Although these past epidemiologic studies revealed important insights about the potential long-term impacts of disasters on health and well-being, two knowledge gaps exist. First, health is a multidimensional construct defined as “a state of complete physical, psychological, and social well-being” rather than the mere absence of diseases13; nonetheless, prior quantitative studies on health impacts of disasters have generally reported on one or a narrow set of outcomes in a single domain of health and well-being, most often mental health, at a time.1 Assessing outcomes across multiple domains simultaneously would provide a more holistic account of the complex interplay between disaster-related trauma and well-being. For example, although major disasters are generally linked to worsening mental health, some evidence suggests that prosocial behaviors, which capture a key domain of multidimensional well-being,14 may increase after experiencing traumatic events for some survivors; but more research is needed because evidence in this area is mixed and inconclusive.15 Second, there is the need for studies with both extended long-term follow-up of survivors and rigorous confounding adjustment. Disaster researchers typically collect data after disasters and often lack information on survivors’ characteristics preceding the disaster. Thus, it is not always possible to adjust for potential confounding in the association between disaster-related traumatic events (e.g., property damage, loss of loved ones) and long-term outcomes by survivors’ pre-disaster characteristics. Several epidemiologic studies have taken advantage of natural experiment designs in which disasters impacted prospective cohorts that were already in progress, thereby allowing for control of a comprehensive set of pre-disaster information. Such epidemiologic studies have documented persistent associations between disaster-related traumas and increased risk of cognitive decline16 and posttraumatic stress symptoms (PTSS) 2–5 y after the disaster.17 Although evidence with longer follow-up controlling for pre-disaster information exists for younger survivors (e.g., increased PTSS 12 y after Hurricane Katrina)18, such studies are lacking for older disaster survivors—a potentially vulnerable population in the wake of disasters because of factors that could hinder their post-disaster recovery capacity, including impaired physical mobility, diminished sensory awareness, age-related cognitive decline, chronic health conditions, and social limitations.19
To address these gaps, the present study leveraged a unique natural experiment setting, wherein a cohort study of older adults established before the 2011 Great East Japan earthquake provided an opportunity to use a rich set of pre-disaster data among survivors. We examined longitudinal associations between disaster-related home loss and a comprehensive array of subsequent health and well-being outcomes assessed up to 9 y after the disaster, including indicators of physical health, health behaviors/sleep, mental health, social well-being, cognitive social capital (i.e., one’s perceptions about social relations in the community), subjective well-being, and prosocial/altruistic behaviors.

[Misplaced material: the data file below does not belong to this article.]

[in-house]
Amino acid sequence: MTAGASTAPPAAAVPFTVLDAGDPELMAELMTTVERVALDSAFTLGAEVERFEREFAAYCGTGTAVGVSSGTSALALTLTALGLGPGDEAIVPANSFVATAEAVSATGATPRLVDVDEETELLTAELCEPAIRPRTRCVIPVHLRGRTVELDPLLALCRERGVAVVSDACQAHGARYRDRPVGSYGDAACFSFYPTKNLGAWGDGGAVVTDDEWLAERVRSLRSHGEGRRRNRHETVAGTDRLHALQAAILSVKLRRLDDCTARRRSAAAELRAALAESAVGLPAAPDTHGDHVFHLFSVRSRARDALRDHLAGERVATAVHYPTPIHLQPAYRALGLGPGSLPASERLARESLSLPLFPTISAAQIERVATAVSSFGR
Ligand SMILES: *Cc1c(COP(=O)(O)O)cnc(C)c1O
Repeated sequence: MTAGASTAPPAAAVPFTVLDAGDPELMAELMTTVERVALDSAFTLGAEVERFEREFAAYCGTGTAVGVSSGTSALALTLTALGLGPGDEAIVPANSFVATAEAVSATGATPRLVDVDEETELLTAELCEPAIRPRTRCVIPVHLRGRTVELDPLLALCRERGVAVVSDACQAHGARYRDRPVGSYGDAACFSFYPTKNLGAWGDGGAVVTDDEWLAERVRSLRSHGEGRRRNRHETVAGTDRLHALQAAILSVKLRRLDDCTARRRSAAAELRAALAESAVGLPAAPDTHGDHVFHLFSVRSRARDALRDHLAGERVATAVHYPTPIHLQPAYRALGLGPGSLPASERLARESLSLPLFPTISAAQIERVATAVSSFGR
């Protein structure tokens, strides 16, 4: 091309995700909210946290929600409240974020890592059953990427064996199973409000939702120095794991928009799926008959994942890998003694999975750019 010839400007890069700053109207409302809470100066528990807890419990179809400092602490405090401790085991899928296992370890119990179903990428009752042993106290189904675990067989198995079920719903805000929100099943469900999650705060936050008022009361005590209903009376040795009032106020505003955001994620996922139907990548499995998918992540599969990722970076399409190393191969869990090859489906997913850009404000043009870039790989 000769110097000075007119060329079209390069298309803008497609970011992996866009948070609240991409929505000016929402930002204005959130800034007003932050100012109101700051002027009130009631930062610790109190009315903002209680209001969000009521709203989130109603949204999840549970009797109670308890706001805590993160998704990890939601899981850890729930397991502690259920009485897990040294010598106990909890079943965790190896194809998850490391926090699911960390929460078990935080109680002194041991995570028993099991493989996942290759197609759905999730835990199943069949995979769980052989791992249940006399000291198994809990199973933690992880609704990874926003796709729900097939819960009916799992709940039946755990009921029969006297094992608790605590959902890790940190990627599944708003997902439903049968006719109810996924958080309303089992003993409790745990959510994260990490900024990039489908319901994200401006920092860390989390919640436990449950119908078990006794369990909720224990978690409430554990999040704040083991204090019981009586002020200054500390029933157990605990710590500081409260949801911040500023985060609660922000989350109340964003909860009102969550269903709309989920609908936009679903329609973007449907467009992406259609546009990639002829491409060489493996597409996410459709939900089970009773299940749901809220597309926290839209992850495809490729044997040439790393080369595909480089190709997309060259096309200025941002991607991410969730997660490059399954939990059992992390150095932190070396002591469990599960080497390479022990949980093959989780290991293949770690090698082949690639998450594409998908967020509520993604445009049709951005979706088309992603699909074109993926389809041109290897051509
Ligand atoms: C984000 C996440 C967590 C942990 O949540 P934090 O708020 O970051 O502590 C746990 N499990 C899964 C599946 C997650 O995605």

Methods

Data

We used data from the Iwanuma Study, part of the Japan Gerontological Evaluation Study—a nationwide cohort study of Japanese older adults. Iwanuma City was one of the field sites of the parent cohort study located in Miyagi Prefecture (population size=44,187 in 2010), 80km (128 miles) from the epicenter of the 2011 Great East Japan Earthquake (Figure S1). Importantly, the initial survey of the Iwanuma Study was conducted in August 2010, 7 months before the disaster onset, which enabled us to collect extensive information on the characteristics of disaster survivors predating the event. In the initial survey, a census was taken of all residents 65 years of age resident in Iwanuma City (n=8,576), yielding valid responses from 4,957 residents (response rate=57.8%).
The Great East Japan Earthquake (moment magnitude scale: 9.1) occurred on 11 March 2011. The earthquake and subsequent tsunami caused devastating damage to the city of Iwanuma. In Iwanuma, the tsunami killed 180 residents, damaged 5,542 houses, and inundated 48% of the land area in Iwanuma.20
Three follow-up surveys of the respondents who survived the disaster were conducted in 2013, 2016, and 2020. We used the 2013 and 2020 waves in this study. We did not use the 2016 wave because we were interested in the longer-term outcomes assessed in the 2020 wave, and all other variables of interest (i.e., covariates and home loss status) were measured in either the 2010 wave or the 2013 wave. In October 2013 (2.5y after the disaster), surviving participants retrospectively reported their disaster-related experiences (n=3,567). We obtained information on health and well-being outcomes 9y after the disaster from two data sources. Specifically, the participants were linked to the public long-term care insurance (LTCI) database (n=3,567; 100% linkage) containing information about their vital status, functional disability, and cognitive disability through March 2020. The fourth survey wave conducted in January 2020 (n=2,230) gathered information on all other self-reported outcomes (e.g., depression). After excluding individuals who had physical disability, cognitive disability, or both before the disaster, we obtained the analytic samples (n=3,350 for the LTCI registry-based outcomes and n=2,167 for the survey-based outcomes). See Figure 1 for the flow chart.